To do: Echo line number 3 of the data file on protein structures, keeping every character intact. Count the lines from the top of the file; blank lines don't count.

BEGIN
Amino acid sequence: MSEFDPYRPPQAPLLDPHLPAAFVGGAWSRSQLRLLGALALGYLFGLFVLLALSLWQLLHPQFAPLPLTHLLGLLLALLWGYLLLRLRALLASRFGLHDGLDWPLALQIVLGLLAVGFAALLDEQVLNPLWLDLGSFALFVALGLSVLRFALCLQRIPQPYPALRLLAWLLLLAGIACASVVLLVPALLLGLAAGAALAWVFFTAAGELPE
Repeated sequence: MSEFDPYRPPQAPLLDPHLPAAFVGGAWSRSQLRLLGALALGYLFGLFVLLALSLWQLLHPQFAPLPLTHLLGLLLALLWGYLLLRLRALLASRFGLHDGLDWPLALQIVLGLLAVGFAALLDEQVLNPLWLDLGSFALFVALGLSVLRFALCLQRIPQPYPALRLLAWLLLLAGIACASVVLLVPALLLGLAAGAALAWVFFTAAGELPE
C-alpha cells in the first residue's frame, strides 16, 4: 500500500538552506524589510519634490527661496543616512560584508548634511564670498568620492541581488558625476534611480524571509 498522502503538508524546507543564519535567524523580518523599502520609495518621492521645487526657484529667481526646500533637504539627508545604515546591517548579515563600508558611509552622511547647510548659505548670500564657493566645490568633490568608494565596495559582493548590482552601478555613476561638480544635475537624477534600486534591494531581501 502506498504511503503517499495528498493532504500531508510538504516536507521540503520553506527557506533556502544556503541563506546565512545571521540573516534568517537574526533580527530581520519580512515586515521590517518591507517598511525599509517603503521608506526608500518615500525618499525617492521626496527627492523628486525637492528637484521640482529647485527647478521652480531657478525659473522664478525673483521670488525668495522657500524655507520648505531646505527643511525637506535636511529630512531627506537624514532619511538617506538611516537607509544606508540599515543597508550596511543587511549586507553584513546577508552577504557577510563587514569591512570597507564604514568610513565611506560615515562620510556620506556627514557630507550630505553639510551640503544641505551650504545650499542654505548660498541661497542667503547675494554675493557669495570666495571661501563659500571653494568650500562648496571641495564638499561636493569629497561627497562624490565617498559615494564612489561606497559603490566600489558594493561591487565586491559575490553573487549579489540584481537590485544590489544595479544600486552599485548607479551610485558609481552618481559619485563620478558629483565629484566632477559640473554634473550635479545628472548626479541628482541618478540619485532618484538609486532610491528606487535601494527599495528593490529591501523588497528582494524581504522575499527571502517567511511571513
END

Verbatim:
C-alpha cells in the first residue's frame, strides 16, 4: 500500500538552506524589510519634490527661496543616512560584508548634511564670498568620492541581488558625476534611480524571509 498522502503538508524546507543564519535567524523580518523599502520609495518621492521645487526657484529667481526646500533637504539627508545604515546591517548579515563600508558611509552622511547647510548659505548670500564657493566645490568633490568608494565596495559582493548590482552601478555613476561638480544635475537624477534600486534591494531581501 502506498504511503503517499495528498493532504500531508510538504516536507521540503520553506527557506533556502544556503541563506546565512545571521540573516534568517537574526533580527530581520519580512515586515521590517518591507517598511525599509517603503521608506526608500518615500525618499525617492521626496527627492523628486525637492528637484521640482529647485527647478521652480531657478525659473522664478525673483521670488525668495522657500524655507520648505531646505527643511525637506535636511529630512531627506537624514532619511538617506538611516537607509544606508540599515543597508550596511543587511549586507553584513546577508552577504557577510563587514569591512570597507564604514568610513565611506560615515562620510556620506556627514557630507550630505553639510551640503544641505551650504545650499542654505548660498541661497542667503547675494554675493557669495570666495571661501563659500571653494568650500562648496571641495564638499561636493569629497561627497562624490565617498559615494564612489561606497559603490566600489558594493561591487565586491559575490553573487549579489540584481537590485544590489544595479544600486552599485548607479551610485558609481552618481559619485563620478558629483565629484566632477559640473554634473550635479545628472548626479541628482541618478540619485532618484538609486532610491528606487535601494527599495528593490529591501523588497528582494524581504522575499527571502517567511511571513